George: “A man said, ‘You haven’t been to São Paulo since 1981. Do you notice anything different?’ ‘Yes,’ I said. ‘The cemetery’s bigger.’”

Obrist was jovial playing straight man to their straight straight men. Everything was controversial, but inoffensively so, with just a few sparks near the end, when a man pressured G&G on their ongoing polemic to “ban religion.”

George: “The pope killed far more people than Milosevic.”

“Would you also prohibit Dionysus?” he asked.

Gilbert: “We are alone here in the world and we have to find ways to live here with each other. Not with God. We have to find ways to live here with each other and have a nice life.”

Left: Artist Cinthia Marcelle at Casa de Vidro. Right: Mendes Wood's Felipe Dmab.


Some titters and applause. And then, without warning, Zé Celso, the theater’s charismatic director, stood up, hugged the big tree (which had been gussied up with a bolt of pink cloth), and sauntered toward the group, waving and calling out in singsong Portuguese. Gilbert and George stiffened slightly and watched. My neighbor tried to translate the gist: “You’ve achieved the smallest dimension,” Zé told the artists. “It makes me want to sing a song.”

And Zé did, beautifully. Then he broke out wine and got them all to drink and toast. Obrist asked Zé to talk about his relationship with Bo Bardi, and Zé went on for nearly an hour without interruption. “Well, I had many questions,” Obrist said at the end. “But you seem to have answered them all!” The manic energy of the scene was infectious, the kind of thing that makes you feel, for a moment, like the connections we’re making are real, that everything counts.

Left: Artist Arto Lindsay. Right: Dealer Luisa Strina and Inhotim artistic director Jochem Volz.


From there an early morning plane to Belo Horizonte and then an hour-and-a-half taxi to Brumadinho and the immaculately contrived magical realism of Inhotim. That day the Jurassic art park launched pavilions devoted to the work of Tunga, Lygia Pape, Cristina Iglesias, and Carlos Garaicoa. One golf cart carried us to another golf cart and then to the large Tunga building, which was “hardly anything” a month ago, my companion tells me, but which was now thrumming with action and very much “done.”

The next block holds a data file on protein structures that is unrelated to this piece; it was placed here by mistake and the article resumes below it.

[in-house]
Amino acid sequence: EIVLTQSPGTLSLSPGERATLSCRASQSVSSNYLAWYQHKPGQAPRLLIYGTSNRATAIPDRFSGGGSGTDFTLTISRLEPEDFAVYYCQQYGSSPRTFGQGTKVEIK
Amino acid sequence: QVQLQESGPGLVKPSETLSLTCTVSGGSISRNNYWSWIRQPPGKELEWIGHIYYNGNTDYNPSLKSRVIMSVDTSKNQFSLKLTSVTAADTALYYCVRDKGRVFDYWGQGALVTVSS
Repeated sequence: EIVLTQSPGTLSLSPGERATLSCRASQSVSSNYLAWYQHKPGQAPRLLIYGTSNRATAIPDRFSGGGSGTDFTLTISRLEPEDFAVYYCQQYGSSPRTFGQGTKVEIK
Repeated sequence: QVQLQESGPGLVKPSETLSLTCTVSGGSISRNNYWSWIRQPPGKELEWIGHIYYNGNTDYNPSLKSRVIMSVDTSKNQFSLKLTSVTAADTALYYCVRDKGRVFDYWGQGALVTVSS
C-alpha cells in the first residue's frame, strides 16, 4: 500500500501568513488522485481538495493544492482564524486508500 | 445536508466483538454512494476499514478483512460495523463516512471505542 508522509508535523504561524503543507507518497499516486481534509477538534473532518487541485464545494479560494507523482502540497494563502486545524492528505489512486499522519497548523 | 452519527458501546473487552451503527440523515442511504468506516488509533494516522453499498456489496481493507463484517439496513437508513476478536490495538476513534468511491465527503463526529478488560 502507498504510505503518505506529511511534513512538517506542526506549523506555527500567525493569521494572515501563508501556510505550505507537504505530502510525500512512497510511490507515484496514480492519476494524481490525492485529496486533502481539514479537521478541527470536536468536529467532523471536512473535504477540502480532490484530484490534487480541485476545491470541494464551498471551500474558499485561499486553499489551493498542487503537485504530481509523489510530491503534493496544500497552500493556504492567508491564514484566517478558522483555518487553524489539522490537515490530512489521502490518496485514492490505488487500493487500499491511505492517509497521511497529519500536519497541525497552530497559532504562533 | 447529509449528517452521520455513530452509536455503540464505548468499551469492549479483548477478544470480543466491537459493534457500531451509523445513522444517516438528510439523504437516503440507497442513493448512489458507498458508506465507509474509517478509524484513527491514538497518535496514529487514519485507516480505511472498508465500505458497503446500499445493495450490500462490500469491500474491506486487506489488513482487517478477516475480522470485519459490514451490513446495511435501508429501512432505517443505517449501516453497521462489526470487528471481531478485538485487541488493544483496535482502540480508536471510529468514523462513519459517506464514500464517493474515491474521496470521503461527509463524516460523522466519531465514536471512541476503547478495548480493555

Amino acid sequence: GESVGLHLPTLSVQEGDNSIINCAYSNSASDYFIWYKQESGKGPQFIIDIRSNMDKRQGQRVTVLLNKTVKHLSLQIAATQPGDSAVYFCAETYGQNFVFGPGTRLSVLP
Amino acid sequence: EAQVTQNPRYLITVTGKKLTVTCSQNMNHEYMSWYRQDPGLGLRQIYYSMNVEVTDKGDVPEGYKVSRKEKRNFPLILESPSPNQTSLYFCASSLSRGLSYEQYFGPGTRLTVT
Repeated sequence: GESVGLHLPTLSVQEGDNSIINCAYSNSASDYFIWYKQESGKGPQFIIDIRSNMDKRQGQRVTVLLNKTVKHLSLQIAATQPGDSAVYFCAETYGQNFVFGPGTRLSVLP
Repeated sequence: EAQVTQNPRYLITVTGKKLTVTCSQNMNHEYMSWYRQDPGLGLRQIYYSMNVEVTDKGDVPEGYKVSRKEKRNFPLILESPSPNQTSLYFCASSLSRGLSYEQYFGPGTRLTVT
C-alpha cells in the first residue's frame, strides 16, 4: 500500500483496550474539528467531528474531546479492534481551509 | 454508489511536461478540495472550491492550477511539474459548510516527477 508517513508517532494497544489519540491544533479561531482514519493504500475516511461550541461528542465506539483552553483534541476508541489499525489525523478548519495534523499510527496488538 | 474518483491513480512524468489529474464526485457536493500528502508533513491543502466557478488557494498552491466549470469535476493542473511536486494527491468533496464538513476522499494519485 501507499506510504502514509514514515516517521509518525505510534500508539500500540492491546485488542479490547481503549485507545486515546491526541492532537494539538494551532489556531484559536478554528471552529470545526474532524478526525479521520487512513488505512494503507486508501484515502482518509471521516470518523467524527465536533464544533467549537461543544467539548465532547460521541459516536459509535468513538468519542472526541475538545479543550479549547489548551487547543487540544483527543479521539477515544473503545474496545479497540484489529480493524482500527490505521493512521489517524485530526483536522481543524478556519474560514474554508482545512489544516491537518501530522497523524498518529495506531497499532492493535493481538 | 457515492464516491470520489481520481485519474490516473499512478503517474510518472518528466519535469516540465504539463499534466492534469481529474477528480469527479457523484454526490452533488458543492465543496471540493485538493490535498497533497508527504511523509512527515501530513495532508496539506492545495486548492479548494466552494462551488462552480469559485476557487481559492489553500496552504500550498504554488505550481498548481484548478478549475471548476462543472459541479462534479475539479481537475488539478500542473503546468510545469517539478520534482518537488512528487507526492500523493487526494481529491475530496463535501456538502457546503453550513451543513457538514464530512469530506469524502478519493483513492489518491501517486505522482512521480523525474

Inside, more than one hundred performers “activated” the installations. Scores of “inmates” (“This morning they were gardeners,” I was told) braided long strands of hair. Men in suits wended around the space, dropping their suitcases and letting bones spill onto the floor. Tunga’s dealers, the chic trio comprising Mendes Wood Gallery, offered tours, interpretation, and symbolic guidance, while Inhotim’s charismatic founder, Bernardo Paz, stood near the entrance greeting each guest with bear hugs.

When Paz looks at me, his eyes are blazing: “This will become the most important place in the world,” he says. “Quickly!” All alone in the mad and made-up jungle, I almost buy it.

David Velasco

Left: Inhotim founder Bernardo Paz. Right: Artist Héctor Zamora.


Left: Writer Silas Martí. Right: A performer in Tunga's installation at Inhotim.


Left: Artist Tunga. Right: Videobrasil curator Solange Oliveira Farkas and curator Agustín Pérez Rubio.


Left: Dealer Daniel Roesler. Right: Sharjah Biennial curator Yuko Hasegawa and Sharjah Art Foundation president Hoor Al Qasimi.


Left: Artist Jonathas de Andrade. Right: Dealers Anton Kern and Alexandre Gabriel.


Left: Artist Sheila Hicks. Right: Kunsthalle Zurich director Beatrix Ruf and curator Pablo Leon de la Barra.


Left: Artist Alexandre da Cunha. Right: Artist Isaac Julien.


Left: Artist Jirí Kovanda. Right: David Lewis with artists Tiago Carneiro da Cunha and Viola Yesiltaç.


Left: MoMA associate curator Ana Janevski with artist Jen DeNike. Right: Dealer Janice Guy.


Left: Dealer Monica Manzutto with MoMA associate curator Doryun Chong. Right: Dealer Michelle D'Souza.


Left: A Simone Forti performance at the biennial. Right: Dealer Victoria Miro.


Left: Artist Martín Legón. Right: Art Basel codirector Marc Spiegler.


Left: Sergei Tcherepnin. Right: Artist Carlos Garaicoa.